International Judicial Monitor
Published by the International Judicial Academy, Washington, D.C., with assistance from the
American Society of International Law

Winter 2015 Issue

Global Judicial PERSPECTIVe


Assessing the Record of the International Criminal Court

Richard J. Goldstone

By: Richard A. Goldstone, Former Justice, Constitutional Court of South Africa, First Chief Prosecutor of the International Criminal Tribunal for Yugoslavia, and Regular Columnist, International Judicial Monitor

In recent times the International Criminal Court (ICC) has attracted growing criticism. Amongst other complaints: that it is inefficient; too slow both with regard to preferring charges and in its trial procedures; having an anti-African bias; and being too costly. Some of those criticisms may well be justified but they are, at least, over-stated.

In this article I propose to consider some of the positive and negative developments at the ICC. Before doing so it should be acknowledged that the Court is comparatively new, has eight situations before it, and has 121 States Parties subject to its jurisdiction. Many of its procedures are new and novel. Never before have victims before an international criminal court had representation in pre-trial and trial procedures. For its judges, registry officials, prosecutors and investigators much of the work is innovative and challenging. Mistakes have been made and that is inevitable and part of a learning process.

Most of the situations before the ICC are not the result of its own initiative. Four have been accepted at the request of governments (Uganda, the Democratic Republic of the Congo, the Central African Republic and Mali), two have been referred by the United Nations Security Council (Sudan and Libya). Only two situations have been opened at the request of the Prosecutor (Kenya and Cote d’Ivoire). All of these situations are indeed in Africa but that is because serious crimes of war have been committed there and the most egregious of those committed in other continents are not subject to the jurisdiction of the Court (Sri Lanka and Syria to mention only two).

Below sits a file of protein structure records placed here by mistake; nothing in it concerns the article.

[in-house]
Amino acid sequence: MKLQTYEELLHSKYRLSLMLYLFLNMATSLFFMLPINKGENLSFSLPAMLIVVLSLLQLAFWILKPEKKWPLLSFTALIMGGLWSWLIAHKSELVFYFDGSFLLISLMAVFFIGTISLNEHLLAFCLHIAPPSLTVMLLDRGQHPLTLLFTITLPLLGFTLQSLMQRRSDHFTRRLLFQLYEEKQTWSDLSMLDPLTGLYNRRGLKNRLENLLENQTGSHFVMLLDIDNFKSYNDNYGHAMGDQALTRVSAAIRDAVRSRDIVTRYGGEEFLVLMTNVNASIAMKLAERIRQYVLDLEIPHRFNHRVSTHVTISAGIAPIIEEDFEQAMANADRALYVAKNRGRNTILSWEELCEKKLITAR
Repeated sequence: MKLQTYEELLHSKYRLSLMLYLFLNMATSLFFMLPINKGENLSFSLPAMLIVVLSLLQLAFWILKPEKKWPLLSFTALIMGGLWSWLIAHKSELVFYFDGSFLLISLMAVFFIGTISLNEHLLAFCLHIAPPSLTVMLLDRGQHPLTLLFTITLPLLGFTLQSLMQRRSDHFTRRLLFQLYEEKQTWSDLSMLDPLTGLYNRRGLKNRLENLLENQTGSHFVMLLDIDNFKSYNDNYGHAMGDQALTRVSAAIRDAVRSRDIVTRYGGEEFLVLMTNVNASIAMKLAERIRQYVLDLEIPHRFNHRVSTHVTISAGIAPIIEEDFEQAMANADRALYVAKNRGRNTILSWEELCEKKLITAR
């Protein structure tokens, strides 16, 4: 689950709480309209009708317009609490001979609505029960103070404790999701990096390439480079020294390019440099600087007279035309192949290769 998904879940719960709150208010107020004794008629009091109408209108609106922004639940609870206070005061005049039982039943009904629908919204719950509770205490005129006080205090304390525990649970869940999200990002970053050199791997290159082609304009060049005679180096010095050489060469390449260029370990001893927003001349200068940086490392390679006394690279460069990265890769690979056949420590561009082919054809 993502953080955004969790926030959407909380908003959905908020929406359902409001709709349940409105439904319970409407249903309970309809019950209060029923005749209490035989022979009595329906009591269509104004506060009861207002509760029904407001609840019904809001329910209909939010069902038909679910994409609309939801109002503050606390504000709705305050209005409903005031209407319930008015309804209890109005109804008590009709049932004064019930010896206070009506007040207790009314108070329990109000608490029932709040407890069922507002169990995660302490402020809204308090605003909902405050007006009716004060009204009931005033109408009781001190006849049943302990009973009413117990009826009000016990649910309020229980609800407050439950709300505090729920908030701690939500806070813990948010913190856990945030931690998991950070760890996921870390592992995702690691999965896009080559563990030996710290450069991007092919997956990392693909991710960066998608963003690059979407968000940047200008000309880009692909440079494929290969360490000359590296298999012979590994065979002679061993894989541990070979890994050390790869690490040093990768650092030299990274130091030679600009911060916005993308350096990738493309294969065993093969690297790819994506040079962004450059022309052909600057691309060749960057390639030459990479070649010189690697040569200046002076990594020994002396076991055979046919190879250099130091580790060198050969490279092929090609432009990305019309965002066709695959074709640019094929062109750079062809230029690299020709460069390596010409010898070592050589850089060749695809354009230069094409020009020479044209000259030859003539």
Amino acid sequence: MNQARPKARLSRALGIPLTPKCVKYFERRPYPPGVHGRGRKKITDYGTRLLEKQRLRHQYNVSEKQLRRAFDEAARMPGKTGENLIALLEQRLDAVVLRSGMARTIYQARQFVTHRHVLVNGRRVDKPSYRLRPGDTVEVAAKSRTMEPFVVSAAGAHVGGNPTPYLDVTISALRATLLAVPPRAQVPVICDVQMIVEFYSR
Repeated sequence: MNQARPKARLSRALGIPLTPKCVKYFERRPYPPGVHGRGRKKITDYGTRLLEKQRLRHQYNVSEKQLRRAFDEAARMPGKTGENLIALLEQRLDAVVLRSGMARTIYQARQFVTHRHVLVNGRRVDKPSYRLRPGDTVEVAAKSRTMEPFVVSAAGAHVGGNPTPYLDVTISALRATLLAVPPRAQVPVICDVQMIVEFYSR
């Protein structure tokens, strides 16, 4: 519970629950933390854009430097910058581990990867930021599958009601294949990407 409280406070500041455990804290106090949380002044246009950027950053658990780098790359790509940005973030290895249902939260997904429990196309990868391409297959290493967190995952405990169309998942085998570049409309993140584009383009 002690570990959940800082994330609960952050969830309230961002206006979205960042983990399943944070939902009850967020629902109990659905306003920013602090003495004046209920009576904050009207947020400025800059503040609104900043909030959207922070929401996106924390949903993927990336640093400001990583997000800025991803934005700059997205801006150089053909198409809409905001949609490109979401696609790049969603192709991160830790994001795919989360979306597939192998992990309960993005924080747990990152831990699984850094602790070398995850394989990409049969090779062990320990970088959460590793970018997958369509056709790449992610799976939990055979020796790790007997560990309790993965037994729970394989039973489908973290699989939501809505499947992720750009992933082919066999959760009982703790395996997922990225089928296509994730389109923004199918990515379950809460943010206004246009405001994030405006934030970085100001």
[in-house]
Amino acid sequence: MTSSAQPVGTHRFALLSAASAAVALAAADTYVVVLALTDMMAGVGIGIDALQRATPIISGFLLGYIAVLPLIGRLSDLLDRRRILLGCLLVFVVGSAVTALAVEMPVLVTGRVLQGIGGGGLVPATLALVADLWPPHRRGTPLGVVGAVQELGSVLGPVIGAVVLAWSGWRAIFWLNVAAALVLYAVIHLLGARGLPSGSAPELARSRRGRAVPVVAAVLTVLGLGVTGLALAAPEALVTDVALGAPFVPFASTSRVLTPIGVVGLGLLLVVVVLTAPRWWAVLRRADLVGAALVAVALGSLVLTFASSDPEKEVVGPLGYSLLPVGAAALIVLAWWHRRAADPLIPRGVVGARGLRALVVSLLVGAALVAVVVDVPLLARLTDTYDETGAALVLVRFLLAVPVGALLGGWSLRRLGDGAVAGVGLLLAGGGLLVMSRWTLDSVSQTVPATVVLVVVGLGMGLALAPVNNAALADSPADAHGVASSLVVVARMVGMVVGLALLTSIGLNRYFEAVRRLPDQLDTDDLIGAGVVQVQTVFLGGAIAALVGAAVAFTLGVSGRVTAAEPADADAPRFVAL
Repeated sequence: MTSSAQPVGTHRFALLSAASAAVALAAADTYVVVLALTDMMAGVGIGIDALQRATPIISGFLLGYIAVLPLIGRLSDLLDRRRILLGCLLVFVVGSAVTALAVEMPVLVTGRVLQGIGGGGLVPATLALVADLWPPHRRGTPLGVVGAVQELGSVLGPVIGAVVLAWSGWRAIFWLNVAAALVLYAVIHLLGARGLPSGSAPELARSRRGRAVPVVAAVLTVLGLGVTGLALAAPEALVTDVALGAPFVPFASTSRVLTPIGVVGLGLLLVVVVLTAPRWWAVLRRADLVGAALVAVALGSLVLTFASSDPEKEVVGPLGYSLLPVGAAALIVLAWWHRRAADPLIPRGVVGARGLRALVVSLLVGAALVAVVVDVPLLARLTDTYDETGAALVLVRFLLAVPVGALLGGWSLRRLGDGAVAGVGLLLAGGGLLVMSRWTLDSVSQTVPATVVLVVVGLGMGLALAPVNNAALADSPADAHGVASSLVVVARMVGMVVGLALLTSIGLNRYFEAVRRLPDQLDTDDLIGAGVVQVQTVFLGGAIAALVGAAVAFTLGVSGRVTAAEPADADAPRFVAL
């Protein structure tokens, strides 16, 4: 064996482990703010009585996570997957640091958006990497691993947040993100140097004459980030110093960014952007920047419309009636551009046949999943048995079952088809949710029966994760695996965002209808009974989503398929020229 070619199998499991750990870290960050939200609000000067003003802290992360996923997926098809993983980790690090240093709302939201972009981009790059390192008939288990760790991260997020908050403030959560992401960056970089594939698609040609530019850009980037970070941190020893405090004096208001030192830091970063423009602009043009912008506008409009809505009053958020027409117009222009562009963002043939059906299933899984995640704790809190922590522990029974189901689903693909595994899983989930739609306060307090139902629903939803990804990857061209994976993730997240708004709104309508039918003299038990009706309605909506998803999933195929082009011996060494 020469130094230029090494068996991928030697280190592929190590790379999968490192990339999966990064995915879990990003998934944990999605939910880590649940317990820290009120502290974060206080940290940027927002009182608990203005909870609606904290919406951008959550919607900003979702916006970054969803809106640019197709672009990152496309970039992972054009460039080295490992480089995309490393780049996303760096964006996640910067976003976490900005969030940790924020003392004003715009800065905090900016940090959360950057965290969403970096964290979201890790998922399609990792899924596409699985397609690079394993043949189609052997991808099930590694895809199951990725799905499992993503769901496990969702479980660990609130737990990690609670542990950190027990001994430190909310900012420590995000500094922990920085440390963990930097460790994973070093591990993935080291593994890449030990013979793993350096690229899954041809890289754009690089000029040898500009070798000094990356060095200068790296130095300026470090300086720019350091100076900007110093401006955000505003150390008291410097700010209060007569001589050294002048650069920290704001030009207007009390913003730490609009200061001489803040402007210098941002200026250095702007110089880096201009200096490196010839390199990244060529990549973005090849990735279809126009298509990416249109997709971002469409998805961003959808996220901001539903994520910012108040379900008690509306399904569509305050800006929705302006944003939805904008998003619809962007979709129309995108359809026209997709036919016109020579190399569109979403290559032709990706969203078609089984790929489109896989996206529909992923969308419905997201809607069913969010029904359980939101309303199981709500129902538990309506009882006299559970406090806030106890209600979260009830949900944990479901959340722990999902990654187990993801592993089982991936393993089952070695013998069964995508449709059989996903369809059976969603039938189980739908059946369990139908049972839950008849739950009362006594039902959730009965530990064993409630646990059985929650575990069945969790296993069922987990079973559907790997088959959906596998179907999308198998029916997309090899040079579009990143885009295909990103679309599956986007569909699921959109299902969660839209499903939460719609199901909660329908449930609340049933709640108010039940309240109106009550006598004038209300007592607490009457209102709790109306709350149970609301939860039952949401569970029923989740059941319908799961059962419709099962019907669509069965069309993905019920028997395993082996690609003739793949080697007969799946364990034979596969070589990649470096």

Some of the investigations have taken a long time. However, they have been complex and in some cases cooperation from the relevant governments has been absent or insufficient. Funding for the Court has been substantial. As other international courts (and domestic courts) have demonstrated, justice does not come without substantial financial cost. Thorough investigations and fair processes are complex and the resources necessary to conduct them are considerable.

In some of the situations there are a number of arrest warrants that have not been implemented. That is particularly serious in the situations of Sudan, Libya, and Uganda. The Court has refused to issue arrest warrants in cases where there was held to be insufficient evidence and there has been one acquittal after a full trial. Only three trials have been completed. A number of other trials are presently ongoing.

Some of the successes of the ICC are to be found in situations that are not before the Court. They are the consequence of what is known as complementarity that lies at the heart of the Rome Statute. It denies the ICC jurisdiction over situations in which domestic law enforcement agencies are able and willing in good faith to investigate crimes committed by nationals of that state whose alleged crimes would otherwise fall within the jurisdiction of the Court and, if there is sufficient evidence, to prosecute them. In order to encourage such national prosecutions the Prosecutor of the ICC cooperates with domestic prosecuting authorities in order to encourage them to investigate and prosecute crimes that fall within their jurisdiction. This is known as “positive complementarity”. There are some countries that have sought to follow up and investigate alleged war crimes in order to avoid the ICC becoming engaged. One example is Colombia. Many complaints were received by the Prosecutor and they have been regularly investigated by her office. The former and present Prosecutors have  visited  Colombia  to  discuss